PM Imran Khan’s survival seems unlikely: Khalid Maqbool Siddiqui

PTI has not developed the capacity to deal with issues politically, says MQM-P convener

Our Correspondent March 18, 2022
MQM-P Convener Khalid Maqbool Siddiqui and others address a press conference at MQM-P office in Bahadurabad. PHOTO: EXPRESS


Muttahida Qaumi Movement-Pakistan (MQM-P) Convener Dr Khalid Maqbool Siddiqui on Friday the Pakistan Tehreek-e-Insaf (PTI) government may survive the current political turmoil in the country by Prime Minister Imran Khan's survival seems unlikely.

In conversation with a private television channel, the MQM-P convener said that in light of the no-trust motion, the ruling party’s government faces a significant threat and if it does not navigate the political minefield successfully, it will not survive.

Siddiqui's statement comes two days after the top MQM-P leadership met with an opposition delegation at its Bahadurabad office. Opposition leaders and Dr Khalid Maqbool Siddiqui discussed the overall political situation in the country. Opposition leaders in the meeting included former PM Shahid Khaqan Abbasi, Rana Sanaullah, Khawaja Asif, Ayaz Sadiq, Saad Rafique, Ahsan Iqbal, Maryam Aurangzeb, Abdul Ghafoor Haideri and others.

“If the advisers are correct, a decision can be made to save democracy and Pakistan. The PTI government may survive, but the prime minister is unlikely to”, he added.

When asked whether his party was still supporting the government, Siddiqui said, "if they had been allowed to swim on their own, they would have learned”.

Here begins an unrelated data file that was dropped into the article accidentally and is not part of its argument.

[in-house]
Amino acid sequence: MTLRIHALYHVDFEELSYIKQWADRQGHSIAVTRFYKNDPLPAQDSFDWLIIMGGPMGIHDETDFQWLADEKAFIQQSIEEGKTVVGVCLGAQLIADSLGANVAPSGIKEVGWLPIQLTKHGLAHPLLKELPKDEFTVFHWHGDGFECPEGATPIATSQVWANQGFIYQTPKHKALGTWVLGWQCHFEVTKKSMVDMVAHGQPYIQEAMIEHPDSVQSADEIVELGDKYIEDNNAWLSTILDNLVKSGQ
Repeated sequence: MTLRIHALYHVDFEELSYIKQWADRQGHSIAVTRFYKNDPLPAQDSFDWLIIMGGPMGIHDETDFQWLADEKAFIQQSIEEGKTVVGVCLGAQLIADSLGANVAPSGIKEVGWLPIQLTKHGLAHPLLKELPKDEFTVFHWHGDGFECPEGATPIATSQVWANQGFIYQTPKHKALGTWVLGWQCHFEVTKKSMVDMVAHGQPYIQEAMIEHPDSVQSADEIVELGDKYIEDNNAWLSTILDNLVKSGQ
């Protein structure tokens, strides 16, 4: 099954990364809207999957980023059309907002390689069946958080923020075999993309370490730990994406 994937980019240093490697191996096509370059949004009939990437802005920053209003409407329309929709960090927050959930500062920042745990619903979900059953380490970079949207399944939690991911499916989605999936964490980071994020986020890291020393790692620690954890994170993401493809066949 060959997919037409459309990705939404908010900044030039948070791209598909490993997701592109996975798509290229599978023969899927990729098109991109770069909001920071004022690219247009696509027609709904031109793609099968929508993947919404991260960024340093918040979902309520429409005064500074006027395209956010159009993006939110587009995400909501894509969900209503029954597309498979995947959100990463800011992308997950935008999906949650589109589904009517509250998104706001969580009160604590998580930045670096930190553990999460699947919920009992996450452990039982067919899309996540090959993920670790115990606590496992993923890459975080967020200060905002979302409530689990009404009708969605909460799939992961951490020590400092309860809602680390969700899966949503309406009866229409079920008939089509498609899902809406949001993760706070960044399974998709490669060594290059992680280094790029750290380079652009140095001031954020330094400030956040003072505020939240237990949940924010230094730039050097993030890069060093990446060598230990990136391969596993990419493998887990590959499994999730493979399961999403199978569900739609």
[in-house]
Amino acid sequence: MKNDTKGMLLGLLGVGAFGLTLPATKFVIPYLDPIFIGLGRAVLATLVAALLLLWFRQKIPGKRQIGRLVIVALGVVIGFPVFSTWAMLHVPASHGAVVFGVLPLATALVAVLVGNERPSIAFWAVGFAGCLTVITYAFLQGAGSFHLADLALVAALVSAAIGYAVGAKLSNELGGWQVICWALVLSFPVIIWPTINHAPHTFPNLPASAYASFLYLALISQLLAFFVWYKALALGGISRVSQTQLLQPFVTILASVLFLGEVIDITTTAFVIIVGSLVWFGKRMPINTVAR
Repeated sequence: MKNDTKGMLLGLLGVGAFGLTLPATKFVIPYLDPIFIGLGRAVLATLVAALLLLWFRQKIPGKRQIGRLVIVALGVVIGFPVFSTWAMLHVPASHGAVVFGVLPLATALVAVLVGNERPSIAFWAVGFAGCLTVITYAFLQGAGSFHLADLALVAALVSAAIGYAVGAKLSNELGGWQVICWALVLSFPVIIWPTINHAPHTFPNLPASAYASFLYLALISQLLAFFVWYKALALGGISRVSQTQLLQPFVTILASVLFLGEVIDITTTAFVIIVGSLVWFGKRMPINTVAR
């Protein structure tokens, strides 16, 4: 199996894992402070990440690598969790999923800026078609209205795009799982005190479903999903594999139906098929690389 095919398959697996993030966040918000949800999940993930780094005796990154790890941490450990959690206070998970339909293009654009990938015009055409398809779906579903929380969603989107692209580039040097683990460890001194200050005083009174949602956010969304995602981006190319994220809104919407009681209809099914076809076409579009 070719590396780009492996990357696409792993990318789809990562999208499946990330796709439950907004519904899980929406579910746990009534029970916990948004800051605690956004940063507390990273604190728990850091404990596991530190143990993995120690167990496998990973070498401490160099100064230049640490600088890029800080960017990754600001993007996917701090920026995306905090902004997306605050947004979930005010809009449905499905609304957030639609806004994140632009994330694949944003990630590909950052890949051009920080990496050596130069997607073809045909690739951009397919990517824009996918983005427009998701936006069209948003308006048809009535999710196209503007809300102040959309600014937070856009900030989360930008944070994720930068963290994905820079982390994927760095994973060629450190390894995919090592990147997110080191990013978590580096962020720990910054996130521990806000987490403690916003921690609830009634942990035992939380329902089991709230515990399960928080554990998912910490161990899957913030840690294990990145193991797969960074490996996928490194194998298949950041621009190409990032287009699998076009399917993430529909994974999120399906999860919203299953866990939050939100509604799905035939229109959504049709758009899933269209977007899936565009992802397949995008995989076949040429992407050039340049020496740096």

However, he maintained that the PTI has not developed the capacity to deal with issues politically.

Read: MQM-P may become coalition partner in Sindh: Ghani

With the no-confidence motion date approaching, the opposition, as well as the PTI-led government, are bent on securing the required headcount in parliament.

The MQM-P has seven seats in the National Assembly, and is one of the major government-allied parties.

Imran faces revolt

Around two dozen disgruntled MNAs of the ruling PTI came out in the open on Thursday, turning the ongoing power game ugly for Prime Minister Imran Khan even before the voting on the no-confidence motion.

Taking refuge at the Sindh House in the federal capital, several of them gave interviews to different anchorpersons, saying they had parted ways with the ruling party and would not contest the next elections on a PTI ticket.

One of them rubbed even more salt on the wounds when he claimed that three federal ministers had already quit the PTI.

In a startling revelation, PTI’s Ramesh Kumar claimed that 33 members of the assembly, including three federal ministers, had left the ruling party and the prime minister should immediately resign now.

The allegations about coercion and bribery surfaced after PM Imran had claimed during a public address that opposition leaders were sitting in the Sindh House with “heaps of money” to purchase loyalties of treasury lawmakers.

The premier had asked the election commission to take action against this “horse-trading”.

The country plunged into political crisis just a day after PM’s statement when the disgruntled members came out in the open and denied the allegations, saying they were staying at Sindh House over safety concerns and had not received a single penny.

The interviews of the dissenting members and footage running on TV channels showing them present at Sindh House came at a time when the opposition parties, including the ruling party in Sindh, have been attempting to oust the PTI government through a no-trust motion.

Before the situation unfolded, PPP leaders said the government was planning to attack Sindh House on the grounds that the opposition had detained some ruling party lawmakers there ahead of the vote on the no-confidence motion against the prime minister.

Prior to that, PML-Q leader, Speaker Punjab Assembly Parvez Elahi, said in an interview that around 10 to 12 government lawmakers were in “safe custody” of the opposition.

The PML-Q leader said these lawmakers had approached him but were now nowhere to be seen now.



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